But there have been signs of hope. The IUCN reports that countries where investments in conservation programming have been made – including monitoring and law enforcement – have shown increases in black rhino populations. The Columbus Zoo has been a proud supporter of such programs. In the past five years, the Zoo has donated nearly $200,000 to rhino conservation projects, including providing support to the International Rhino Foundation. As an accredited member of the Association of Zoos and Aquariums (AZA), the Columbus Zoo is also an active participant in the AZA’s Saving Animals From Extinction (SAFE) program, of which the black rhino is one of 10 signature species.
Kulinda is survived by Rosie, the Zoo’s other black rhino, as well as Klyde, one of Kulinda’s two calves she delivered while living at the Columbus Zoo. Klyde was born in 2002 and currently lives at the Sedgwick County Zoo in Wichita, KS. The Zoo will work with the AZA’s Species Survival Plan® (SSP) program regarding the future of receiving additional black rhinos at the Zoo.
Statement About Rhino Poaching at Zoo in France
Powell, OH—According to recent (March 8) media reports, poachers killed a male white rhinoceros and removed the horn at the Thoiry Zoo, located outside of Paris, France. In response, Tom Stalf, president and CEO of the Columbus Zoo and Aquarium and The Wilds, issued the following statement:
“The Columbus Zoo and Aquarium and The Wilds—along with other conservation organizations across the world—are saddened to hear of the tragic killing of a young male white rhinoceros at the Thoiry Zoo. The incident served not only as a somber reminder of the dangers facing this endangered species and others but also the importance of the protocols we have in place, including those regarding security. The safety of the animals in our care is of utmost priority, and it is our policy not to share details of our security procedures and practices as doing so would make them less effective. With more than two million guests who visit annually, we also encourage our visitors to follow the rule, ‘See something, say something,’ and notify our staff if anything is observed to be unusual or a potential threat.”
The incident was a somber reminder of the important and necessary role that the Columbus Zoo, The Wilds, and other accredited facilities have in saving rhinos and other endangered species from poachers and other factors that threaten the future of the world’s wildlife. Poaching has reached an all-time high for rhino horn, which is seen as a status symbol, and is used in traditional Asian medicine, despite there being no evidence that proves its medicinal value. In fact, the horn consists of keratin, the same substance that makes up fingernails and hair. Only 29,000 rhinos remain in their native ranges in Africa and Asia – less than the population of a small town.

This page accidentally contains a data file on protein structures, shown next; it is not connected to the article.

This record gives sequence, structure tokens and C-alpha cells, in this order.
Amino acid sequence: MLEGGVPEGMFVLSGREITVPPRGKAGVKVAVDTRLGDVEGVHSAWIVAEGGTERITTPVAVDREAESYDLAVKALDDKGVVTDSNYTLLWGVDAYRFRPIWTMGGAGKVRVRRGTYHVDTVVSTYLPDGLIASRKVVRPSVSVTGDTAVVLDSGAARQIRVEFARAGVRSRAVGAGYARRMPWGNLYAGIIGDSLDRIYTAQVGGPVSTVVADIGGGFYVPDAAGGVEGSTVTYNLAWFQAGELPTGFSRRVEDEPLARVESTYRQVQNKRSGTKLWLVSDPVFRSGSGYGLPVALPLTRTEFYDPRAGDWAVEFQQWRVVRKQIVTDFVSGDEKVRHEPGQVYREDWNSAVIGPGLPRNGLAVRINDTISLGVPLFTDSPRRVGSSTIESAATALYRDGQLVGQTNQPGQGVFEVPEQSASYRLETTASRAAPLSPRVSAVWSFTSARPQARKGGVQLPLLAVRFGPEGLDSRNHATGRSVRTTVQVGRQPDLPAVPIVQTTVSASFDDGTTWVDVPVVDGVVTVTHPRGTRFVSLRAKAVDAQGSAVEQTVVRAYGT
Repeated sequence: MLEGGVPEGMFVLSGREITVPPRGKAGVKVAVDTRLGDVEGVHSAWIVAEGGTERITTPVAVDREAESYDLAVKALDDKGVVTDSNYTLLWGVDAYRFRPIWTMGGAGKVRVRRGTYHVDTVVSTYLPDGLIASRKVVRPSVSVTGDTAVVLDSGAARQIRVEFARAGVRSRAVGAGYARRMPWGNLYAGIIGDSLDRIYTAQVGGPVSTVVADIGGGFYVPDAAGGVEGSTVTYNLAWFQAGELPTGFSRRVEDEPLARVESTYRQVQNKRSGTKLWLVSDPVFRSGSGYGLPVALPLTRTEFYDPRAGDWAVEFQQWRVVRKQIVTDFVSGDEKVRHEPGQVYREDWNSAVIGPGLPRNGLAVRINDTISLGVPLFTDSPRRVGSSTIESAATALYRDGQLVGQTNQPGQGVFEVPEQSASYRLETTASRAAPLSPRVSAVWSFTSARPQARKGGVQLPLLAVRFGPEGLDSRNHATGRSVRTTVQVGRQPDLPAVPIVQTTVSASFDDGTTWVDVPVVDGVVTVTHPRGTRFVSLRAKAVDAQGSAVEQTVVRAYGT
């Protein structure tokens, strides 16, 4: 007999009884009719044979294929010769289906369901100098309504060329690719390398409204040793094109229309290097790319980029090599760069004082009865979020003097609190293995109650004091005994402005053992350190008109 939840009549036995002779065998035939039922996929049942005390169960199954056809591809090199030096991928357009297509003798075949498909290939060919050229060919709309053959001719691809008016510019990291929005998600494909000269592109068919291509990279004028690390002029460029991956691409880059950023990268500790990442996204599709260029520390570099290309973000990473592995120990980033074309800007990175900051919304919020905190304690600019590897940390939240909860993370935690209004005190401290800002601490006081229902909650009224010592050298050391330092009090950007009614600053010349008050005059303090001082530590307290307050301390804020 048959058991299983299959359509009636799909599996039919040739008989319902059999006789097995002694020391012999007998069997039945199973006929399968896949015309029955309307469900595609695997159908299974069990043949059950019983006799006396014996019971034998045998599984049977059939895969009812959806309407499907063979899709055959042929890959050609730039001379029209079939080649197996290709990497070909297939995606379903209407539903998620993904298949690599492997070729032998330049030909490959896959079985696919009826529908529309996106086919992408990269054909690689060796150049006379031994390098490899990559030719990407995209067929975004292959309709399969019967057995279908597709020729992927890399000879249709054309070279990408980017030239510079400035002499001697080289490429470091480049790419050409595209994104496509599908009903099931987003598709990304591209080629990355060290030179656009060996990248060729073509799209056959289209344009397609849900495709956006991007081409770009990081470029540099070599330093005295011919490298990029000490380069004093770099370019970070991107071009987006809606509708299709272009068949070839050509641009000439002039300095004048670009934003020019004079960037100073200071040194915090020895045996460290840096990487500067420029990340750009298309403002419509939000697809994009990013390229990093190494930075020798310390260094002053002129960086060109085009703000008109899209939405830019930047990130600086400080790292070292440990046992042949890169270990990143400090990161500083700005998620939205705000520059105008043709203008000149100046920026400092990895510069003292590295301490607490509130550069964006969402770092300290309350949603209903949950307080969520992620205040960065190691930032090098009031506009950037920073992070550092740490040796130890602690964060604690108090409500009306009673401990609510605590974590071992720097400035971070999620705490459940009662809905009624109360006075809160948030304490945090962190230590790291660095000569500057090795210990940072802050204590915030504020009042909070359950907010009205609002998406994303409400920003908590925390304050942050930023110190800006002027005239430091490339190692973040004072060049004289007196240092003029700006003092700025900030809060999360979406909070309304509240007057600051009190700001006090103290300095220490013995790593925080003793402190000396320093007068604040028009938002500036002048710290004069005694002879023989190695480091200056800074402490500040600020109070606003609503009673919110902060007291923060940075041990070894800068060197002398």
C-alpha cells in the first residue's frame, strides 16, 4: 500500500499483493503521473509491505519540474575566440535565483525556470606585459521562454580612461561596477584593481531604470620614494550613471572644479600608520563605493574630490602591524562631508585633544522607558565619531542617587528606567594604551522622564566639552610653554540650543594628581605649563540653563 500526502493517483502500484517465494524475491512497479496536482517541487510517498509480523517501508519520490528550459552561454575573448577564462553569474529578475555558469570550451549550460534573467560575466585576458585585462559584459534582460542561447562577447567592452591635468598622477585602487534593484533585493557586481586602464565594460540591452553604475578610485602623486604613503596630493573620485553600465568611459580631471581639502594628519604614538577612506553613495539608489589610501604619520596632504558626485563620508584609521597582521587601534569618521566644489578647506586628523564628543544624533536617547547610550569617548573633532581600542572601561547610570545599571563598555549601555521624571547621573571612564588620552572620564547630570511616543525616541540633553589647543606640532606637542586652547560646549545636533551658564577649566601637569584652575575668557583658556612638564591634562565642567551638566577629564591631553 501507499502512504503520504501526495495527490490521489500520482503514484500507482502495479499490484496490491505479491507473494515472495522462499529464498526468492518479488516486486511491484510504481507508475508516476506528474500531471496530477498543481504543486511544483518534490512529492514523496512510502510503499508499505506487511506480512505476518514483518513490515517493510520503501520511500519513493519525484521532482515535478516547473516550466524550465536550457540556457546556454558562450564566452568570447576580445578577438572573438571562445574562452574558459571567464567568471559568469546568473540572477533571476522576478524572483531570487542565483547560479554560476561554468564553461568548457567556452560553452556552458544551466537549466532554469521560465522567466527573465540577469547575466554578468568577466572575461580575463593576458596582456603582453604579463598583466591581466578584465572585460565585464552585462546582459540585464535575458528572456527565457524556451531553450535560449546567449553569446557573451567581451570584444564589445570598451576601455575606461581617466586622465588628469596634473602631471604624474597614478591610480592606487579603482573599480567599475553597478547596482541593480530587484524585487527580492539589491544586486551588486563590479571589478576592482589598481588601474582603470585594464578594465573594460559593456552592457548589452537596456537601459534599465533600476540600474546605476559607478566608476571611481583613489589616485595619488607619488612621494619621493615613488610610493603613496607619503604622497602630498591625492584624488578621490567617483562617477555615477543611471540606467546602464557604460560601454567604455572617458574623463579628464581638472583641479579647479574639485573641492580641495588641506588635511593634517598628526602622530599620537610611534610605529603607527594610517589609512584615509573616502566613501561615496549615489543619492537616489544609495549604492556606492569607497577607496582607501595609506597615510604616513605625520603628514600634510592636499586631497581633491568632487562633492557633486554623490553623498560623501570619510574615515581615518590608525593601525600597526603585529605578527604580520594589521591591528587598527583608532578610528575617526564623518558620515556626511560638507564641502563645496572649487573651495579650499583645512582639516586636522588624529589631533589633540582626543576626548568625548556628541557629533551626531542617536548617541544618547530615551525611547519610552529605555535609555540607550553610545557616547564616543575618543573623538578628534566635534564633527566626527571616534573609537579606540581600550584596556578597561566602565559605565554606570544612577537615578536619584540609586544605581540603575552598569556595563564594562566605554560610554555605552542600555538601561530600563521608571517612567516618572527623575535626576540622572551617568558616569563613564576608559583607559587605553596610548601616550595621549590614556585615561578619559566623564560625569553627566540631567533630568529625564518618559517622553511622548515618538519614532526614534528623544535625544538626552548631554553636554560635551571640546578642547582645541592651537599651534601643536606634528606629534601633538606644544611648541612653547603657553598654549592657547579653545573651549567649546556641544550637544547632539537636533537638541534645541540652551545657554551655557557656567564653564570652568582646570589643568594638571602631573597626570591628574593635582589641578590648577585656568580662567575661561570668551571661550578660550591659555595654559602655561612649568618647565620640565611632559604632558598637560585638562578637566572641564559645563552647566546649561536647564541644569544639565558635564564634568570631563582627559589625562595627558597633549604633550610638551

The Columbus Zoo and Aquarium contributes $4 million annually to worldwide efforts to save animals including the support of organizations, such as the International Rhino Foundation, that focus on protecting the five species of rhinos. As this horrific act demonstrates, rhinos need the help and protection of conservation organizations now more than ever.
About the Columbus Zoo and Aquarium
Home to more than 10,000 animals representing over 600 species from around the globe, the Columbus Zoo and Aquarium leads and inspires by connecting people and wildlife. The Zoo complex is a recreational and education destination that includes the 22-acre Zoombezi Bay water park and 18-hole Safari Golf Course. The Columbus Zoo and Aquarium also operates the Wilds, a 10,000-acre conservation center and safari park located in southeastern Ohio. The Zoo is a regional attraction with global impact; annually contributing more than $4 million of privately raised funds to support conservation projects worldwide. A 501(c)(3) nonprofit organization, the Columbus Zoo has earned Charity Navigator’s prestigious 4-star rating.
About The Wilds
The Wilds, one of the largest conservation centers in North America, is home to rare and endangered animals from around the world along with hundreds of indigenous species. The mission of the Wilds, a nonprofit organization, is to advance conservation through science, education and personal experience. The Wilds is located at 14000 International Road in Cumberland, Ohio, about 90 minutes east of Columbus. Normal hours of operation are 10 a.m. to 4 p.m. every day from May through September, and on Saturdays and Sundays in October. For more information, visit www.thewilds.org.
More information about the Columbus Zoo is available at ColumbusZoo.org and on social media (@ColumbusZoo on Facebook and Twitter, @Columbus_Zoo on Instagram).